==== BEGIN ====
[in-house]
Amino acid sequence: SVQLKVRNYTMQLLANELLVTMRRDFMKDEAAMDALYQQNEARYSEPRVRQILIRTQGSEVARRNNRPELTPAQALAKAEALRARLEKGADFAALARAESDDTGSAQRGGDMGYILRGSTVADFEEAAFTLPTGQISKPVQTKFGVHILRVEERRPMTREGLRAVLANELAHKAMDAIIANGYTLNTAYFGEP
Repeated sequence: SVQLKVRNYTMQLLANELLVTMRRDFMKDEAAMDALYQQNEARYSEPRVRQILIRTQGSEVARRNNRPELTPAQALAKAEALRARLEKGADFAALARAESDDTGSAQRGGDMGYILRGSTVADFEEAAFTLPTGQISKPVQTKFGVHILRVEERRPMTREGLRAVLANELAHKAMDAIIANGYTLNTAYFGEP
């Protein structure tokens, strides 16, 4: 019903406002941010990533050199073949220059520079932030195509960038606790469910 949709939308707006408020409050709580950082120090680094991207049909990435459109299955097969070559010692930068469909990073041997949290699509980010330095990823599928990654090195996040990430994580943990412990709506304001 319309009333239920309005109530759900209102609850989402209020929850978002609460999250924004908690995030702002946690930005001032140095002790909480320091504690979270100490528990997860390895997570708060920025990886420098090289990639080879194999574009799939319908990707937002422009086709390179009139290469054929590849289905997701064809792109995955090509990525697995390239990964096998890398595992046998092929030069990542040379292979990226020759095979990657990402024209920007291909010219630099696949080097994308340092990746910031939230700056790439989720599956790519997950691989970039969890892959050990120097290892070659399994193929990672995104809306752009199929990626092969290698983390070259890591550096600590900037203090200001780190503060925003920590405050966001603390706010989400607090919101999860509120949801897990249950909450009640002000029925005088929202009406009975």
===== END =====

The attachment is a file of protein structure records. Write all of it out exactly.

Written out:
[in-house]
Amino acid sequence: SVQLKVRNYTMQLLANELLVTMRRDFMKDEAAMDALYQQNEARYSEPRVRQILIRTQGSEVARRNNRPELTPAQALAKAEALRARLEKGADFAALARAESDDTGSAQRGGDMGYILRGSTVADFEEAAFTLPTGQISKPVQTKFGVHILRVEERRPMTREGLRAVLANELAHKAMDAIIANGYTLNTAYFGEP
Repeated sequence: SVQLKVRNYTMQLLANELLVTMRRDFMKDEAAMDALYQQNEARYSEPRVRQILIRTQGSEVARRNNRPELTPAQALAKAEALRARLEKGADFAALARAESDDTGSAQRGGDMGYILRGSTVADFEEAAFTLPTGQISKPVQTKFGVHILRVEERRPMTREGLRAVLANELAHKAMDAIIANGYTLNTAYFGEP
């Protein structure tokens, strides 16, 4: 019903406002941010990533050199073949220059520079932030195509960038606790469910 949709939308707006408020409050709580950082120090680094991207049909990435459109299955097969070559010692930068469909990073041997949290699509980010330095990823599928990654090195996040990430994580943990412990709506304001 319309009333239920309005109530759900209102609850989402209020929850978002609460999250924004908690995030702002946690930005001032140095002790909480320091504690979270100490528990997860390895997570708060920025990886420098090289990639080879194999574009799939319908990707937002422009086709390179009139290469054929590849289905997701064809792109995955090509990525697995390239990964096998890398595992046998092929030069990542040379292979990226020759095979990657990402024209920007291909010219630099696949080097994308340092990746910031939230700056790439989720599956790519997950691989970039969890892959050990120097290892070659399994193929990672995104809306752009199929990626092969290698983390070259890591550096600590900037203090200001780190503060925003920590405050966001603390706010989400607090919101999860509120949801897990249950909450009640002000029925005088929202009406009975």